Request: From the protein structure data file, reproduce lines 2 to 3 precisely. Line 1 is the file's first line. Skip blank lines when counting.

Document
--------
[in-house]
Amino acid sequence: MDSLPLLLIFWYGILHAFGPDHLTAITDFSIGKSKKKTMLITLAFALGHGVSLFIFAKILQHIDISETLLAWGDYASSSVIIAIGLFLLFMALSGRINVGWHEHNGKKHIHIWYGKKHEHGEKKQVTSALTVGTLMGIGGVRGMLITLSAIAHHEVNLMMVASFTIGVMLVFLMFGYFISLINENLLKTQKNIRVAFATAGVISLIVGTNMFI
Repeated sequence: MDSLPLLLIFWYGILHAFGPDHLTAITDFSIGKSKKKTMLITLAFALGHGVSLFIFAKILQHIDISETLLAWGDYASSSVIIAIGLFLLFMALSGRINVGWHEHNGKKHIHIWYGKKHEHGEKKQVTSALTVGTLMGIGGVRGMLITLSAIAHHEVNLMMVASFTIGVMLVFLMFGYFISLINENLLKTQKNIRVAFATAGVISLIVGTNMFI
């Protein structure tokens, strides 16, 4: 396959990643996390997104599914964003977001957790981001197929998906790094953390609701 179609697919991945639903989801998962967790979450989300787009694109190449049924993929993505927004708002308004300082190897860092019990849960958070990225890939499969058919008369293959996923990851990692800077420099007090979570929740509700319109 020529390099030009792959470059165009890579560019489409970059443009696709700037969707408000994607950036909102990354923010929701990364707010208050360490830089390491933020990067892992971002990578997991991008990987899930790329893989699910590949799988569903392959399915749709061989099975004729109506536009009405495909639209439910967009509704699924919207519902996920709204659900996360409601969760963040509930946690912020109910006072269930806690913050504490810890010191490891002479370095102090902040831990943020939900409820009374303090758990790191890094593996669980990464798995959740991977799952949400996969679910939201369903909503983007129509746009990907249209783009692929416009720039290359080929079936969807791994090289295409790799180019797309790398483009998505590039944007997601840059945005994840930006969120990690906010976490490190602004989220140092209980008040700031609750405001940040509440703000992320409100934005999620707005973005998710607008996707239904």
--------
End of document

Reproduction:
Amino acid sequence: MDSLPLLLIFWYGILHAFGPDHLTAITDFSIGKSKKKTMLITLAFALGHGVSLFIFAKILQHIDISETLLAWGDYASSSVIIAIGLFLLFMALSGRINVGWHEHNGKKHIHIWYGKKHEHGEKKQVTSALTVGTLMGIGGVRGMLITLSAIAHHEVNLMMVASFTIGVMLVFLMFGYFISLINENLLKTQKNIRVAFATAGVISLIVGTNMFI
Repeated sequence: MDSLPLLLIFWYGILHAFGPDHLTAITDFSIGKSKKKTMLITLAFALGHGVSLFIFAKILQHIDISETLLAWGDYASSSVIIAIGLFLLFMALSGRINVGWHEHNGKKHIHIWYGKKHEHGEKKQVTSALTVGTLMGIGGVRGMLITLSAIAHHEVNLMMVASFTIGVMLVFLMFGYFISLINENLLKTQKNIRVAFATAGVISLIVGTNMFI